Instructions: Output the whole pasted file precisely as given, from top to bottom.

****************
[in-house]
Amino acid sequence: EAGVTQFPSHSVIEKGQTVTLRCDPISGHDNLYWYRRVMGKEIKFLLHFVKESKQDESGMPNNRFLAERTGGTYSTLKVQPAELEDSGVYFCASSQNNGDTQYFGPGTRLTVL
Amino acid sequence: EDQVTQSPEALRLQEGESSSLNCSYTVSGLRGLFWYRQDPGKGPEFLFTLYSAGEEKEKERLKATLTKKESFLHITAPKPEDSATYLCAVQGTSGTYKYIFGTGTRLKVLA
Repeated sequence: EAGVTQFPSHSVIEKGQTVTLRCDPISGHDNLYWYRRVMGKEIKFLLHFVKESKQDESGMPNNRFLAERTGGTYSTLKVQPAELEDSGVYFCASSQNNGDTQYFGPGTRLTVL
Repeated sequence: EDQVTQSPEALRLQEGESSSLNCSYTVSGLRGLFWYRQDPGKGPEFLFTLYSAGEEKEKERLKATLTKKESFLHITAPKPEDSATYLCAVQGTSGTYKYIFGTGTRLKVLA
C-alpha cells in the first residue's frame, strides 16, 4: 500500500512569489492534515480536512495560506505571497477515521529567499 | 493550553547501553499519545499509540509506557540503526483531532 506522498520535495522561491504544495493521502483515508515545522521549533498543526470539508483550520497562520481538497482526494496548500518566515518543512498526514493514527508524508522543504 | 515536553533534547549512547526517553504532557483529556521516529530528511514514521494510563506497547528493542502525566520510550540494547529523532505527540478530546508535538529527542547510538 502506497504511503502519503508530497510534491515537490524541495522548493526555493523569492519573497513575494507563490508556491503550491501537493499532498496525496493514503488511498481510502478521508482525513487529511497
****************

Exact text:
[in-house]
Amino acid sequence: EAGVTQFPSHSVIEKGQTVTLRCDPISGHDNLYWYRRVMGKEIKFLLHFVKESKQDESGMPNNRFLAERTGGTYSTLKVQPAELEDSGVYFCASSQNNGDTQYFGPGTRLTVL
Amino acid sequence: EDQVTQSPEALRLQEGESSSLNCSYTVSGLRGLFWYRQDPGKGPEFLFTLYSAGEEKEKERLKATLTKKESFLHITAPKPEDSATYLCAVQGTSGTYKYIFGTGTRLKVLA
Repeated sequence: EAGVTQFPSHSVIEKGQTVTLRCDPISGHDNLYWYRRVMGKEIKFLLHFVKESKQDESGMPNNRFLAERTGGTYSTLKVQPAELEDSGVYFCASSQNNGDTQYFGPGTRLTVL
Repeated sequence: EDQVTQSPEALRLQEGESSSLNCSYTVSGLRGLFWYRQDPGKGPEFLFTLYSAGEEKEKERLKATLTKKESFLHITAPKPEDSATYLCAVQGTSGTYKYIFGTGTRLKVLA
C-alpha cells in the first residue's frame, strides 16, 4: 500500500512569489492534515480536512495560506505571497477515521529567499 | 493550553547501553499519545499509540509506557540503526483531532 506522498520535495522561491504544495493521502483515508515545522521549533498543526470539508483550520497562520481538497482526494496548500518566515518543512498526514493514527508524508522543504 | 515536553533534547549512547526517553504532557483529556521516529530528511514514521494510563506497547528493542502525566520510550540494547529523532505527540478530546508535538529527542547510538 502506497504511503502519503508530497510534491515537490524541495522548493526555493523569492519573497513575494507563490508556491503550491501537493499532498496525496493514503488511498481510502478521508482525513487529511497